Forsyth County's new tougher vape laws

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E- Cigarette use among young people has gotten so out of hand, the U.S. Attorney General declared it an epidemic just two months ago.

Forsyth County is stepping up efforts to keep kids from using the high-nicotine E-Cigs and penalize businesses that sell them to minors.

At Aagnee Food Mart in Cumming, business also involves the sale of alcohol and vapes.

Owner Mohamed Baker is keenly aware of a newly passed Forsyth County ordinance which could mean shutting a big part of his business down if he’s caught selling vape to an underage customer.

“We should always check ID and every day I have a bunch of underage [kids] come in the store. I today, actually an hour ago, turned two of them down,” said Baker.

Forsyth County Commissioner Cindy J Mills introduced the ordinance last Thursday at the Commission meeting.

“And they’re vaping e-cigs or Juules and they are having seizures at school,” said Commissioner Mills.

She said the new ordinance targets not only vapes but synthetic pot, bath salts, and other substances that can mimic effects of drugs and marijuana and can be used to alter a person’s mind.

Commissioner Mills told FOX 5 News stores caught selling these products, including the popular vapes. to underage customers stand to lose their license to sell alcohol.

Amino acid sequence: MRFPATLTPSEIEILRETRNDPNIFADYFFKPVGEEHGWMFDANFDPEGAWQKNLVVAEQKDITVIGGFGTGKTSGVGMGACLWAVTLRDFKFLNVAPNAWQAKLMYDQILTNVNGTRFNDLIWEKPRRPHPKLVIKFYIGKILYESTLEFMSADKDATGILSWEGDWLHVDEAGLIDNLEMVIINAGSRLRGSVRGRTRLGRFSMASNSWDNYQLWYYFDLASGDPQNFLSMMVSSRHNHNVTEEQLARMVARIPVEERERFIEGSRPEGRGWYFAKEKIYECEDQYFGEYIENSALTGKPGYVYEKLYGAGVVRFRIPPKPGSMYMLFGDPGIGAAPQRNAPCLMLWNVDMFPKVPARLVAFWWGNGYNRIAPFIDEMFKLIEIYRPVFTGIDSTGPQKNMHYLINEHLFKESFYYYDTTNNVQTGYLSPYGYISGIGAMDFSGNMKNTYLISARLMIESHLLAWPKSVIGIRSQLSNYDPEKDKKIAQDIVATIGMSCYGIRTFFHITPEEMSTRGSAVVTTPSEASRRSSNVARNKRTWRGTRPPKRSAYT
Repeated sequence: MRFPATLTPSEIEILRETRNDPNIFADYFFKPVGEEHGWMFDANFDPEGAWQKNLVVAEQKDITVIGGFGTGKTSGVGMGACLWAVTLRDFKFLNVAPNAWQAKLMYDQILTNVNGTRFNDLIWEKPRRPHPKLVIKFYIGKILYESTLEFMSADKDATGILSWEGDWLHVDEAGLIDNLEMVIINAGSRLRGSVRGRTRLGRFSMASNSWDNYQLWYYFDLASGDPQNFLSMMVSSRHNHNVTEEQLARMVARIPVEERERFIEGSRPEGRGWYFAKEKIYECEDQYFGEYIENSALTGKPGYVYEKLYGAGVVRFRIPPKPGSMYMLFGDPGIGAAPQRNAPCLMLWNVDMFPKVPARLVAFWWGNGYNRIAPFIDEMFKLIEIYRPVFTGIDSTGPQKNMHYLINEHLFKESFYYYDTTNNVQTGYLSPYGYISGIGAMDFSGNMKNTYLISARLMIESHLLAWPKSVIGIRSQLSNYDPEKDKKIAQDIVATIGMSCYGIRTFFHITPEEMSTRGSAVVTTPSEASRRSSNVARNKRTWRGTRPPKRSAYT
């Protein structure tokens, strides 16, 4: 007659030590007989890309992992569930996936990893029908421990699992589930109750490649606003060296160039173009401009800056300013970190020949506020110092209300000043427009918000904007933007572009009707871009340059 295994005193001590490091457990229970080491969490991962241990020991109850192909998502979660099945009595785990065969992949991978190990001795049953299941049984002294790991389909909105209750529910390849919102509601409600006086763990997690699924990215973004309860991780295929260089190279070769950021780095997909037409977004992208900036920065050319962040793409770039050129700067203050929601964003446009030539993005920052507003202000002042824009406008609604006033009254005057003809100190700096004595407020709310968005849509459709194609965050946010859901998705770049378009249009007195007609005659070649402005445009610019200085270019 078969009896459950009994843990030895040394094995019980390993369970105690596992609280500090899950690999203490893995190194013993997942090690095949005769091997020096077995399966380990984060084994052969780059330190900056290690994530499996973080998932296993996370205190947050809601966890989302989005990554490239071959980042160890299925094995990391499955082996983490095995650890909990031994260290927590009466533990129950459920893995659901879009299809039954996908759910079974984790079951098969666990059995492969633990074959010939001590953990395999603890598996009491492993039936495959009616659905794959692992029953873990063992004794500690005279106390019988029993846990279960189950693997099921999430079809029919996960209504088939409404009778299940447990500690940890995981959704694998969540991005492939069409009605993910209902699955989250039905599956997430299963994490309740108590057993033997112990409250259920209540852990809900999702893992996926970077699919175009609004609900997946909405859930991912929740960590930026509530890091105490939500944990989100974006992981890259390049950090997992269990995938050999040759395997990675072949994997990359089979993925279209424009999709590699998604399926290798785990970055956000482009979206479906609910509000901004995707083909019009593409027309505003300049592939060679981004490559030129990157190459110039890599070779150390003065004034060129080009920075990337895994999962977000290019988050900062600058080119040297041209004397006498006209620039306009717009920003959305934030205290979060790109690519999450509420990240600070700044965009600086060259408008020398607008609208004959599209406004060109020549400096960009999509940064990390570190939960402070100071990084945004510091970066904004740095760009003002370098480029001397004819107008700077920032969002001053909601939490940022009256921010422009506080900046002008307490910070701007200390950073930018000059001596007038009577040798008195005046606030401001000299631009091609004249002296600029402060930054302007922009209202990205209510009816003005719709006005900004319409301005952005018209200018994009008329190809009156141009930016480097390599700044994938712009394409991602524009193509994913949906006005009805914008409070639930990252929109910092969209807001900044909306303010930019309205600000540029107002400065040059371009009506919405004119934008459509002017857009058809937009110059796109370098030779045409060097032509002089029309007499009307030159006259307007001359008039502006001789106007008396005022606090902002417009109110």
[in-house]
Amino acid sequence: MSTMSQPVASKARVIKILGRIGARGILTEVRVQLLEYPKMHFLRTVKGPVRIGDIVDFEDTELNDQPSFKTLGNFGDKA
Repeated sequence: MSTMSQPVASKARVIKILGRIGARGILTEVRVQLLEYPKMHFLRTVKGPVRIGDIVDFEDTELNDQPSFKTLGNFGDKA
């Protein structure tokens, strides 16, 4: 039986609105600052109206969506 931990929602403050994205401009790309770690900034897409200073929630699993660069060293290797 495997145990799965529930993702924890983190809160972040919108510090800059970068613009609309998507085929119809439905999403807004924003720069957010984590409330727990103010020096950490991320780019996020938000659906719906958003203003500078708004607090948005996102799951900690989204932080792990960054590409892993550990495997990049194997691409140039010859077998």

“We were trying to do something to help dissuade people from selling to these young kids,” said Commissioner Mills.

At Vapors Emporium in Cummings Bailey Richardson showed FOX 5 News a scanner and other methods used to make customer are legal. The Forsyth County Sheriff’s Office told FOX 5 News the store was shut down twice already for selling to minors.

“Mistakes happen including businesses, we’ve gotten a lot more resilient about it,” said Richardson.

It’s a resilience authorizes hope other stores show when it comes to selling vapes and other substances to minors. And there’s another component, the parents.

“The parents need to be more involved in their kids’ lives. They need to provide them with the information to make their own responsible choices,” said Kat Jewell, a customer at Aagnee Food Mart.

Commissioner Mills said the ordinance is already in effect. She said there will be a grace period for businesses to learn about the new ordinance before it is enforced.